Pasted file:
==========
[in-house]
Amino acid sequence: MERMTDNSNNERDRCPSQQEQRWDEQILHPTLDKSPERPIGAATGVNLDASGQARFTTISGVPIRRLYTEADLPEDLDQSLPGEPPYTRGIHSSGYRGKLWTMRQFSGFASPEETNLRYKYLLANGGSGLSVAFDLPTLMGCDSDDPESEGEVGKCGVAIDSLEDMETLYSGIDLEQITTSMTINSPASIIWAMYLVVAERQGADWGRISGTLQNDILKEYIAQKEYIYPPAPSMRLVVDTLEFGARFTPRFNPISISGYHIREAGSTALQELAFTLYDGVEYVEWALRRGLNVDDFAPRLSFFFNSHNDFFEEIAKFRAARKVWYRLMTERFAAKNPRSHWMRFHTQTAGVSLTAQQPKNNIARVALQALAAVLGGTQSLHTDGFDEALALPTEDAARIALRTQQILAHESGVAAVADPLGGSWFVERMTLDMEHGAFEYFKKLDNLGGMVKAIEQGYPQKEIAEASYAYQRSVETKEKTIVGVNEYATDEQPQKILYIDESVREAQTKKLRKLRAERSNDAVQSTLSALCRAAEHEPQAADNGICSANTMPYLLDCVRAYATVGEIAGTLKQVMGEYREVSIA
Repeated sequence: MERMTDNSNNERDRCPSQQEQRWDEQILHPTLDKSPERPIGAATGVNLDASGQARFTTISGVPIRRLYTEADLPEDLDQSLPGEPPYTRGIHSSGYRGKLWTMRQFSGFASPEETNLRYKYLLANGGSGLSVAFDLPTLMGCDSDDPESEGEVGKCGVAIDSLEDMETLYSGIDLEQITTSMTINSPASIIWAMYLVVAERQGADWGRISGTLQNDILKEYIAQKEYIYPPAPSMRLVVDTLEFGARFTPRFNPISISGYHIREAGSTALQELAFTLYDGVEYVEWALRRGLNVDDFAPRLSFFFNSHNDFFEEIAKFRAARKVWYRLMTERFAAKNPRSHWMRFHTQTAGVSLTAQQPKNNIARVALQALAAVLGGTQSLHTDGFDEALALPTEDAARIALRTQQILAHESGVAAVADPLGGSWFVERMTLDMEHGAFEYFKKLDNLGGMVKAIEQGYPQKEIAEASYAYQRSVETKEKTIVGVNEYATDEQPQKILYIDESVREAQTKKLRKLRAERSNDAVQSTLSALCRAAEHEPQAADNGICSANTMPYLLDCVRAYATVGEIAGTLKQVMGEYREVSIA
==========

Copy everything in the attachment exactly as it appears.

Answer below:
[in-house]
Amino acid sequence: MERMTDNSNNERDRCPSQQEQRWDEQILHPTLDKSPERPIGAATGVNLDASGQARFTTISGVPIRRLYTEADLPEDLDQSLPGEPPYTRGIHSSGYRGKLWTMRQFSGFASPEETNLRYKYLLANGGSGLSVAFDLPTLMGCDSDDPESEGEVGKCGVAIDSLEDMETLYSGIDLEQITTSMTINSPASIIWAMYLVVAERQGADWGRISGTLQNDILKEYIAQKEYIYPPAPSMRLVVDTLEFGARFTPRFNPISISGYHIREAGSTALQELAFTLYDGVEYVEWALRRGLNVDDFAPRLSFFFNSHNDFFEEIAKFRAARKVWYRLMTERFAAKNPRSHWMRFHTQTAGVSLTAQQPKNNIARVALQALAAVLGGTQSLHTDGFDEALALPTEDAARIALRTQQILAHESGVAAVADPLGGSWFVERMTLDMEHGAFEYFKKLDNLGGMVKAIEQGYPQKEIAEASYAYQRSVETKEKTIVGVNEYATDEQPQKILYIDESVREAQTKKLRKLRAERSNDAVQSTLSALCRAAEHEPQAADNGICSANTMPYLLDCVRAYATVGEIAGTLKQVMGEYREVSIA
Repeated sequence: MERMTDNSNNERDRCPSQQEQRWDEQILHPTLDKSPERPIGAATGVNLDASGQARFTTISGVPIRRLYTEADLPEDLDQSLPGEPPYTRGIHSSGYRGKLWTMRQFSGFASPEETNLRYKYLLANGGSGLSVAFDLPTLMGCDSDDPESEGEVGKCGVAIDSLEDMETLYSGIDLEQITTSMTINSPASIIWAMYLVVAERQGADWGRISGTLQNDILKEYIAQKEYIYPPAPSMRLVVDTLEFGARFTPRFNPISISGYHIREAGSTALQELAFTLYDGVEYVEWALRRGLNVDDFAPRLSFFFNSHNDFFEEIAKFRAARKVWYRLMTERFAAKNPRSHWMRFHTQTAGVSLTAQQPKNNIARVALQALAAVLGGTQSLHTDGFDEALALPTEDAARIALRTQQILAHESGVAAVADPLGGSWFVERMTLDMEHGAFEYFKKLDNLGGMVKAIEQGYPQKEIAEASYAYQRSVETKEKTIVGVNEYATDEQPQKILYIDESVREAQTKKLRKLRAERSNDAVQSTLSALCRAAEHEPQAADNGICSANTMPYLLDCVRAYATVGEIAGTLKQVMGEYREVSIA